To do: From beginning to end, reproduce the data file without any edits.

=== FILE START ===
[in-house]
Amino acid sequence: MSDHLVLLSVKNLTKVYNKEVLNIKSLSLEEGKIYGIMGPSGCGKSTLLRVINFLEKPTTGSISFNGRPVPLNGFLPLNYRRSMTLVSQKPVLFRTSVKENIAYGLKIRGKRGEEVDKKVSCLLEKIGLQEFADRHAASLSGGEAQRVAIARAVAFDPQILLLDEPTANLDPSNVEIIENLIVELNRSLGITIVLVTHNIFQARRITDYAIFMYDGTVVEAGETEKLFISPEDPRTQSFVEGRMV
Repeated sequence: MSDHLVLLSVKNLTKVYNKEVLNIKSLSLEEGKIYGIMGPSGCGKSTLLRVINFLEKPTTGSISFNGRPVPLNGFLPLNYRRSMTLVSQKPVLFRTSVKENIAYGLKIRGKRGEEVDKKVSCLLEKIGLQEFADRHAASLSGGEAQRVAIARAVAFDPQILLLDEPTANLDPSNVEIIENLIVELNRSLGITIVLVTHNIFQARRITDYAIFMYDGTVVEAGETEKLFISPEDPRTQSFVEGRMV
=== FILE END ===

[in-house]
Amino acid sequence: MSDHLVLLSVKNLTKVYNKEVLNIKSLSLEEGKIYGIMGPSGCGKSTLLRVINFLEKPTTGSISFNGRPVPLNGFLPLNYRRSMTLVSQKPVLFRTSVKENIAYGLKIRGKRGEEVDKKVSCLLEKIGLQEFADRHAASLSGGEAQRVAIARAVAFDPQILLLDEPTANLDPSNVEIIENLIVELNRSLGITIVLVTHNIFQARRITDYAIFMYDGTVVEAGETEKLFISPEDPRTQSFVEGRMV
Repeated sequence: MSDHLVLLSVKNLTKVYNKEVLNIKSLSLEEGKIYGIMGPSGCGKSTLLRVINFLEKPTTGSISFNGRPVPLNGFLPLNYRRSMTLVSQKPVLFRTSVKENIAYGLKIRGKRGEEVDKKVSCLLEKIGLQEFADRHAASLSGGEAQRVAIARAVAFDPQILLLDEPTANLDPSNVEIIENLIVELNRSLGITIVLVTHNIFQARRITDYAIFMYDGTVVEAGETEKLFISPEDPRTQSFVEGRMV